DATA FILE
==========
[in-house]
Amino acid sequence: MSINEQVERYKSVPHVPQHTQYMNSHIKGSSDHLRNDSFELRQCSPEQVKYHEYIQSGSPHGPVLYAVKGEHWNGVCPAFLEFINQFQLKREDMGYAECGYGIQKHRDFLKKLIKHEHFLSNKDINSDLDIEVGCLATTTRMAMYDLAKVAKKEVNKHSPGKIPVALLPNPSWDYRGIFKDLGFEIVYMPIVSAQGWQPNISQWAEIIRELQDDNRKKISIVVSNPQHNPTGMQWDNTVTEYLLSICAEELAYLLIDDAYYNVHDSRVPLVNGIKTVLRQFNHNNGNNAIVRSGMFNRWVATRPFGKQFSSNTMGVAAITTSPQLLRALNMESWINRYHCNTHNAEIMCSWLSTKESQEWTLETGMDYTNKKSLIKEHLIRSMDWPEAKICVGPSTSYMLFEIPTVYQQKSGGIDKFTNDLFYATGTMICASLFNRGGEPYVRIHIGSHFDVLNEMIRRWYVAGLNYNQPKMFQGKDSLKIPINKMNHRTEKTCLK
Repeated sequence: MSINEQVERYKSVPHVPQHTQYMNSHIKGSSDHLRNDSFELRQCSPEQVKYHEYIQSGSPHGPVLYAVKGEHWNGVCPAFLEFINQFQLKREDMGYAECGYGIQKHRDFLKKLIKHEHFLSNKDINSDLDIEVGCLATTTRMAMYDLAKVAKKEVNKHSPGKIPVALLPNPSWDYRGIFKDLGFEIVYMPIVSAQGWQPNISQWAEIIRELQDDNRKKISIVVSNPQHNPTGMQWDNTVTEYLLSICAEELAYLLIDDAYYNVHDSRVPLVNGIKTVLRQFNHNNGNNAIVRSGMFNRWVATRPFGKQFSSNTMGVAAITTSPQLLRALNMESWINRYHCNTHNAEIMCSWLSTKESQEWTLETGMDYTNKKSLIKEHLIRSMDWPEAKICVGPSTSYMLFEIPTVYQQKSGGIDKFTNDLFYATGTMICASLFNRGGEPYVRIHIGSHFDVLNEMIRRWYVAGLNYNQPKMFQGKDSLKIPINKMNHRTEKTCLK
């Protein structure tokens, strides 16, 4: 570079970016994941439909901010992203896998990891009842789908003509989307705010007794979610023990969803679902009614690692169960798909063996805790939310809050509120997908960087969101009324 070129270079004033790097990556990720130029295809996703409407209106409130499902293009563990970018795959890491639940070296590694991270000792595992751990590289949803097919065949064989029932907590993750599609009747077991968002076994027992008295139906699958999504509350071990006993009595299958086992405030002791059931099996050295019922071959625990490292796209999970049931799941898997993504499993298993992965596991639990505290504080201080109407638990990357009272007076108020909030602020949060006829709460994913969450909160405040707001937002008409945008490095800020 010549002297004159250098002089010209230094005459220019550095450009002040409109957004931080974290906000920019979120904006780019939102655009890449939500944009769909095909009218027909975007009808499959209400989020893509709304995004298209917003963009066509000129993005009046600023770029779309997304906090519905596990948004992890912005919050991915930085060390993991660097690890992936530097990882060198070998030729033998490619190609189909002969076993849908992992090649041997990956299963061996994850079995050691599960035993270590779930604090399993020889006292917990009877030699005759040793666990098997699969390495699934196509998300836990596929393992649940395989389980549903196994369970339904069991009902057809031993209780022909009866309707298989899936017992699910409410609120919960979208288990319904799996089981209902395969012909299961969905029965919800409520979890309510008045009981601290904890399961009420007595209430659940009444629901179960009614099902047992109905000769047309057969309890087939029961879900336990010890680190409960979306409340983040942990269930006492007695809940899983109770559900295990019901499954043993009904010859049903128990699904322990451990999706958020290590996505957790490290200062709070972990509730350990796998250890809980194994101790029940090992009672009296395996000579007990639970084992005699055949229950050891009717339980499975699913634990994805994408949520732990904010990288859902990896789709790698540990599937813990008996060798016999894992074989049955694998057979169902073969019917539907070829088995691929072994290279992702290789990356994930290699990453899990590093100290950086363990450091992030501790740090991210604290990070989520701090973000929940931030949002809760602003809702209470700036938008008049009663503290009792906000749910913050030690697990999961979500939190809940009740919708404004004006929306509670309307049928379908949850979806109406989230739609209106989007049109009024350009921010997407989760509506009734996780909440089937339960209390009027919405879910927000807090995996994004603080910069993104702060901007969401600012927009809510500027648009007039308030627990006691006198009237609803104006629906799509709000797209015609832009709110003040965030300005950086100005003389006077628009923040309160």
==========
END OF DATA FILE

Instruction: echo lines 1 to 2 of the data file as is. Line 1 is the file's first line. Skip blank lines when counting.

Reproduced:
[in-house]
Amino acid sequence: MSINEQVERYKSVPHVPQHTQYMNSHIKGSSDHLRNDSFELRQCSPEQVKYHEYIQSGSPHGPVLYAVKGEHWNGVCPAFLEFINQFQLKREDMGYAECGYGIQKHRDFLKKLIKHEHFLSNKDINSDLDIEVGCLATTTRMAMYDLAKVAKKEVNKHSPGKIPVALLPNPSWDYRGIFKDLGFEIVYMPIVSAQGWQPNISQWAEIIRELQDDNRKKISIVVSNPQHNPTGMQWDNTVTEYLLSICAEELAYLLIDDAYYNVHDSRVPLVNGIKTVLRQFNHNNGNNAIVRSGMFNRWVATRPFGKQFSSNTMGVAAITTSPQLLRALNMESWINRYHCNTHNAEIMCSWLSTKESQEWTLETGMDYTNKKSLIKEHLIRSMDWPEAKICVGPSTSYMLFEIPTVYQQKSGGIDKFTNDLFYATGTMICASLFNRGGEPYVRIHIGSHFDVLNEMIRRWYVAGLNYNQPKMFQGKDSLKIPINKMNHRTEKTCLK